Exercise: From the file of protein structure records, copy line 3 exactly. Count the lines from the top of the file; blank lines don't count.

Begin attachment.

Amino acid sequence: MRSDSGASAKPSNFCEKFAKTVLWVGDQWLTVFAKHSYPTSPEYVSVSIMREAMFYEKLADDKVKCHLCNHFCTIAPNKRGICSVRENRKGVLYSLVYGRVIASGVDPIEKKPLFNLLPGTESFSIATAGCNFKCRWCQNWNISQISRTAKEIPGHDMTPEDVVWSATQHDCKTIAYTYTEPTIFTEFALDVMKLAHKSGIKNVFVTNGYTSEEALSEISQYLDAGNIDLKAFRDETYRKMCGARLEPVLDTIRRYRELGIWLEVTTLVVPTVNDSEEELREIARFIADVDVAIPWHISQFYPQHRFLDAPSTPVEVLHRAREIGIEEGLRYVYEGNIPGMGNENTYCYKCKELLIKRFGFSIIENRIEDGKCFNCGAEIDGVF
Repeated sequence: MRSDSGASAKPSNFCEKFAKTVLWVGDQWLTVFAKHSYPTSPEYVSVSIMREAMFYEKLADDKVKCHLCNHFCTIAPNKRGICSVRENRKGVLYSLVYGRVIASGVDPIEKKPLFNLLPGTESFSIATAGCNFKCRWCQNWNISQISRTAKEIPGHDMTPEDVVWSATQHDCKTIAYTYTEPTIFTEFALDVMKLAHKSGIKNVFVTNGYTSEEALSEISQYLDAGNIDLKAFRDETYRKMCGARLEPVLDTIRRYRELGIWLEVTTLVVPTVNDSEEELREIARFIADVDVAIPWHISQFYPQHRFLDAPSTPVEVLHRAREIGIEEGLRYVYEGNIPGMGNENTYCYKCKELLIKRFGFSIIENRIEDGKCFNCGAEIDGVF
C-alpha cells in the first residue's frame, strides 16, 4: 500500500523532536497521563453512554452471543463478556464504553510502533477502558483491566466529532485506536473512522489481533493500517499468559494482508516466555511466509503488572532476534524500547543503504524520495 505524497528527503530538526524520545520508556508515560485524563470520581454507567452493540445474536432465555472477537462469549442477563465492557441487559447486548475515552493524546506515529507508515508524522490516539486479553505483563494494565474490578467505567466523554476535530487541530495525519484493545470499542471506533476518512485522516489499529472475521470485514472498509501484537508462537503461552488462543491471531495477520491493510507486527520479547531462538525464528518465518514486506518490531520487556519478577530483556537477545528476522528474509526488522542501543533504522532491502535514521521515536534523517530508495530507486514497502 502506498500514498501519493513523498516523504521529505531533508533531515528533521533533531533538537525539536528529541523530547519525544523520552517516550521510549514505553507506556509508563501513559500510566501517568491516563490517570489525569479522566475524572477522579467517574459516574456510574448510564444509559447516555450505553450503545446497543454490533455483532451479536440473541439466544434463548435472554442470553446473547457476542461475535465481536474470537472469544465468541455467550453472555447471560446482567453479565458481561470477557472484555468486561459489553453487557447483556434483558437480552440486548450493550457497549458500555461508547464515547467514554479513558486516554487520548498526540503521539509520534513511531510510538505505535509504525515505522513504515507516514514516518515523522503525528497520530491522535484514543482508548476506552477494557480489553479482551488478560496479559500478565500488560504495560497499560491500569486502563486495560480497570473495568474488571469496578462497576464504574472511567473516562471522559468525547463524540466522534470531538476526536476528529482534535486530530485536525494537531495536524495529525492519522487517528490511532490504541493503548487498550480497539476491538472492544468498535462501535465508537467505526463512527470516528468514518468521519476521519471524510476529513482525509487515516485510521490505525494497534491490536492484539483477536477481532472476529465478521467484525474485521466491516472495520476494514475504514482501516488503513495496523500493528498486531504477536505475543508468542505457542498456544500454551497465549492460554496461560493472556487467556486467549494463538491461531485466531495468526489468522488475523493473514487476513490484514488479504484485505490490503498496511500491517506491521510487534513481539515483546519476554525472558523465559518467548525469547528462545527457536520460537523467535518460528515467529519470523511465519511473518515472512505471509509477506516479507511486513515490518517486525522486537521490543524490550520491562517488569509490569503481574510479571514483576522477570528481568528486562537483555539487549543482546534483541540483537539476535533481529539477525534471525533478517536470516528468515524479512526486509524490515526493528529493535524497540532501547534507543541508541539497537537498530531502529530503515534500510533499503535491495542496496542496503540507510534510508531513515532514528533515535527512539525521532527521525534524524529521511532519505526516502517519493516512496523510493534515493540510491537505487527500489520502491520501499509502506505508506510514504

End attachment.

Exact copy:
C-alpha cells in the first residue's frame, strides 16, 4: 500500500523532536497521563453512554452471543463478556464504553510502533477502558483491566466529532485506536473512522489481533493500517499468559494482508516466555511466509503488572532476534524500547543503504524520495 505524497528527503530538526524520545520508556508515560485524563470520581454507567452493540445474536432465555472477537462469549442477563465492557441487559447486548475515552493524546506515529507508515508524522490516539486479553505483563494494565474490578467505567466523554476535530487541530495525519484493545470499542471506533476518512485522516489499529472475521470485514472498509501484537508462537503461552488462543491471531495477520491493510507486527520479547531462538525464528518465518514486506518490531520487556519478577530483556537477545528476522528474509526488522542501543533504522532491502535514521521515536534523517530508495530507486514497502 502506498500514498501519493513523498516523504521529505531533508533531515528533521533533531533538537525539536528529541523530547519525544523520552517516550521510549514505553507506556509508563501513559500510566501517568491516563490517570489525569479522566475524572477522579467517574459516574456510574448510564444509559447516555450505553450503545446497543454490533455483532451479536440473541439466544434463548435472554442470553446473547457476542461475535465481536474470537472469544465468541455467550453472555447471560446482567453479565458481561470477557472484555468486561459489553453487557447483556434483558437480552440486548450493550457497549458500555461508547464515547467514554479513558486516554487520548498526540503521539509520534513511531510510538505505535509504525515505522513504515507516514514516518515523522503525528497520530491522535484514543482508548476506552477494557480489553479482551488478560496479559500478565500488560504495560497499560491500569486502563486495560480497570473495568474488571469496578462497576464504574472511567473516562471522559468525547463524540466522534470531538476526536476528529482534535486530530485536525494537531495536524495529525492519522487517528490511532490504541493503548487498550480497539476491538472492544468498535462501535465508537467505526463512527470516528468514518468521519476521519471524510476529513482525509487515516485510521490505525494497534491490536492484539483477536477481532472476529465478521467484525474485521466491516472495520476494514475504514482501516488503513495496523500493528498486531504477536505475543508468542505457542498456544500454551497465549492460554496461560493472556487467556486467549494463538491461531485466531495468526489468522488475523493473514487476513490484514488479504484485505490490503498496511500491517506491521510487534513481539515483546519476554525472558523465559518467548525469547528462545527457536520460537523467535518460528515467529519470523511465519511473518515472512505471509509477506516479507511486513515490518517486525522486537521490543524490550520491562517488569509490569503481574510479571514483576522477570528481568528486562537483555539487549543482546534483541540483537539476535533481529539477525534471525533478517536470516528468515524479512526486509524490515526493528529493535524497540532501547534507543541508541539497537537498530531502529530503515534500510533499503535491495542496496542496503540507510534510508531513515532514528533515535527512539525521532527521525534524524529521511532519505526516502517519493516512496523510493534515493540510491537505487527500489520502491520501499509502506505508506510514504